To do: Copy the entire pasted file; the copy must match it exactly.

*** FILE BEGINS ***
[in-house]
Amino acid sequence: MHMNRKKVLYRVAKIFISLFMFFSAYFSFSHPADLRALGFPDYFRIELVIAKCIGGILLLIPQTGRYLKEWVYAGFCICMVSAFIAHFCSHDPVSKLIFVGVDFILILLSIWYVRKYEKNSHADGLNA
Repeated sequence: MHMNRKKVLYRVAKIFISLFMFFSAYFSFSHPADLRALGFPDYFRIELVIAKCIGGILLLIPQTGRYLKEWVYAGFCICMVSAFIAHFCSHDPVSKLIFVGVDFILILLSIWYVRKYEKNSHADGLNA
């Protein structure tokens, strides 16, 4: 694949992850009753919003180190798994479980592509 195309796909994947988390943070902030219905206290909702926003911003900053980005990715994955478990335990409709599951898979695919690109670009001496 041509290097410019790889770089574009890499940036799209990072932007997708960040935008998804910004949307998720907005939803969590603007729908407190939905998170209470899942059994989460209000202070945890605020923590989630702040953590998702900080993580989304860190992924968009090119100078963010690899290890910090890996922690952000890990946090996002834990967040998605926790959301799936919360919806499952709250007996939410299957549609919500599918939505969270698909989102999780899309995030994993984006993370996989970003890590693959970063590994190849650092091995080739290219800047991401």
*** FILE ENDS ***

[in-house]
Amino acid sequence: MHMNRKKVLYRVAKIFISLFMFFSAYFSFSHPADLRALGFPDYFRIELVIAKCIGGILLLIPQTGRYLKEWVYAGFCICMVSAFIAHFCSHDPVSKLIFVGVDFILILLSIWYVRKYEKNSHADGLNA
Repeated sequence: MHMNRKKVLYRVAKIFISLFMFFSAYFSFSHPADLRALGFPDYFRIELVIAKCIGGILLLIPQTGRYLKEWVYAGFCICMVSAFIAHFCSHDPVSKLIFVGVDFILILLSIWYVRKYEKNSHADGLNA
């Protein structure tokens, strides 16, 4: 694949992850009753919003180190798994479980592509 195309796909994947988390943070902030219905206290909702926003911003900053980005990715994955478990335990409709599951898979695919690109670009001496 041509290097410019790889770089574009890499940036799209990072932007997708960040935008998804910004949307998720907005939803969590603007729908407190939905998170209470899942059994989460209000202070945890605020923590989630702040953590998702900080993580989304860190992924968009090119100078963010690899290890910090890996922690952000890990946090996002834990967040998605926790959301799936919360919806499952709250007996939410299957549609919500599918939505969270698909989102999780899309995030994993984006993370996989970003890590693959970063590994190849650092091995080739290219800047991401």